Lucky 13? Stocks score longest run of monthly gains on record

Lucky 13? Stocks score longest run of monthly gains on record A man looks at a stock quotation board outside a brokerage in Tokyo, Japan, April 18, 2016. REUTERS/Toru Hanai

By Marc Jones

LONDON (Reuters) – A dive in high-flying U.S. tech stocks on worries their boom may have peaked left investors wondering on Thursday whether the longest global equity bull run in living memory might be starting to splutter.

The caution was sparked by another Wall Street wobble involving a rotation from tech to financials which came just as the near 9-year global rally prepared to notch up another impressive milestone.

The world’s broadest equity gauge – the MSCI all-country index – was on course to finish November with its 13th straight monthly gain on Thursday – the longest winning streak in the index’s 30-year history. Lucky for some.

Though the celebrations were muffled by the tech problems – Samsung and China stocks had also taken another tumble in Asian trading [.SS] – the mood improved again in Europe.

Germany’s Dax <.GDAX> and France’s CAC 40 <.FCHI> both inched up for a third day, and though London’s FTSE <.FTSE> lagged as hopes of a breakthrough in Brexit negotiations pushed the pound higher again, Wall Street futures <ESc1> pointed to U.S. rebound later. [.N] [GBP/]

The latest Reuters global asset poll showed the majority of investors expect shares to keep rising. Robeco strategist Peter van der Welle was one of those, despite noting the market was “playing in extra time”.

“In the absence of a near-term recession trigger, current stretched equity valuations do yet not instil enough fear to change overall market direction,” he said.

Possibly feeding the tech concerns was a Morgan Stanley report earlier this week that the “super-cycle” in memory chip demand looks likely to peak soon.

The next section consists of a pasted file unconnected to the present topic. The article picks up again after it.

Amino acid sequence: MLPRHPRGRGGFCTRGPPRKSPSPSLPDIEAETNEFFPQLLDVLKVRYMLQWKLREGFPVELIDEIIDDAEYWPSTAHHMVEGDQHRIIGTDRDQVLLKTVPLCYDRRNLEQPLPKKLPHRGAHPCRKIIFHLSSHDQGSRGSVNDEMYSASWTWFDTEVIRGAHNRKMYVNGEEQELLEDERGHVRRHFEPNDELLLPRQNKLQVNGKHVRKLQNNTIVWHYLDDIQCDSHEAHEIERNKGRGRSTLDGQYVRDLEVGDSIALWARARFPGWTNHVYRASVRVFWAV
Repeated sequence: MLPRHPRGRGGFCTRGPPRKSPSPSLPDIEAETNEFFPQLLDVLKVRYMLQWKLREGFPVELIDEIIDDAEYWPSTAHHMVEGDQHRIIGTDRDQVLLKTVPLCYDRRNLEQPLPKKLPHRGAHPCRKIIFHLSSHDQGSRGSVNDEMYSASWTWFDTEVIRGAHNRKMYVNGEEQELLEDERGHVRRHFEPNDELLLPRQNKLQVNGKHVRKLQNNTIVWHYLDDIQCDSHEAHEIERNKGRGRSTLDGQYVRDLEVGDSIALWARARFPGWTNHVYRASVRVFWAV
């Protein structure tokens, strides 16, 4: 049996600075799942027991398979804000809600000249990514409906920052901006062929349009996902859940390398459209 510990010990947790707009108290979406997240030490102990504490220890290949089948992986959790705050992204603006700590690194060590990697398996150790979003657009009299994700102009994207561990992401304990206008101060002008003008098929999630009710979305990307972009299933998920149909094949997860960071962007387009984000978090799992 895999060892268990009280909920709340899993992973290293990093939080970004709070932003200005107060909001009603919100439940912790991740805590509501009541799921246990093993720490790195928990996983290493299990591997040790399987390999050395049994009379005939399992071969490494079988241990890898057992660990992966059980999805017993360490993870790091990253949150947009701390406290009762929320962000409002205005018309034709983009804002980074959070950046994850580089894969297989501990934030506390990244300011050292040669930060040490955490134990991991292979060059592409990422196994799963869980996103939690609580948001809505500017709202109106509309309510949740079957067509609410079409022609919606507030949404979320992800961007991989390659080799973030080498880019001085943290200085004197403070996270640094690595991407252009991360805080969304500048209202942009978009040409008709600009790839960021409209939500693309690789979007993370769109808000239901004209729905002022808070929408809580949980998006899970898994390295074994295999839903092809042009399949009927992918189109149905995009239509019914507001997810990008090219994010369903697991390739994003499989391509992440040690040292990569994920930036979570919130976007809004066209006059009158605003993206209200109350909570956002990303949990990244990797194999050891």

Shares of <AMZN.O>, Apple <AAPL.O>, Google parent Alphabet <GOOGL.O> Facebook <FB.O> and Netflix <NFLX.O> slid between 2 percent and 5.5 percent on Wednesday. [.N] Asia’s bellwether Samsung <005930.KS> then slumped 4.3 percent to two-month lows.

Tech nerves were not just confined to stocks. Rocketing cryptocurrency Bitcoin <BTC=BTSP> dropped a cool $1,000 to a low of $9,250 before spending European hours pinballing between $9,700 and $10,100.

For perspective, though, the Nasdaq index is still up 26.8 percent so far this year, roughly 7 percentage points more than the MSCI world <.MIWD00000PUS>. For Bitcoin it is a mind-boggling 950 percent.

“It is true that if you look at the world’s semiconductor sales on chart, their year-on-year growth appears to be peaking out,” said Hiroshi Watanabe, an economist at Sony Financial Holdings. “But if you look at what’s driving demand, it’s not just smart phones and actually a lot of things.”


In the more mainstream FX markets, the U.S. dollar climbed to 112.25 yen <JPY=>, held its ground versus the euro <EUR> but fell to a two-month low of $1.3480 to the resurgent pound <GBP=>. Measured against major peers the dollar is headed for biggest monthly drop since July. [FRX]

The U.S. Senate took a step on Wednesday toward passage of tax legislation that is a top White House priority, setting up a likely decisive but finely-balanced vote later this week.

Investors also seem to have grown cautious about the outlook of the world’s biggest economy and there are growing signs that it certainly won’t be the only country raising interest rates.

J.P. Morgan Asset Management global head of rates David Tan predicted on Thursday that there will be some 1,000 rate hikes globally over the next decade.

“The current period of economic expansion has therefore been extraordinarily long, almost 10 years and counting, but we know that the days of super low global central bank rates are in the process of coming to an end,” he said.

Borrowing costs in Germany, the euro zone’s benchmark bond issuer, rose to their highest in just over two weeks. The 10-year U.S. Treasuries yield climbed too, reaching 2.3859 percent <US10YT=RR> to near this month’s high of 2.414 percent.

There was no market response after U.S. President Donald Trump nominated Carnegie Mellon University professor Marvin Goodfriend, viewed as a policy hawk, to be a member of the Federal Reserve Board of Governors.

Oil meanwhile moved higher again as OPEC meet in Vienna to debate an extension of the group’s supply-cut agreement.

While the Organization of the Petroleum Exporting Countries and key non-member Russia look set to prolong oil supply cuts until the end of 2018, they have signaled that they may review the deal when they meet again in June if the market overheats.

U.S. crude futures <CLc1> traded at $57.72 per barrel in European trade, up 1.4 percent, while Brent futures <LCOc1> rose 0.7 percent to just over $64 a barrel. [O/R]

(Reporting by Marc Jones; editing by Mark Heinrich)

Leave a Reply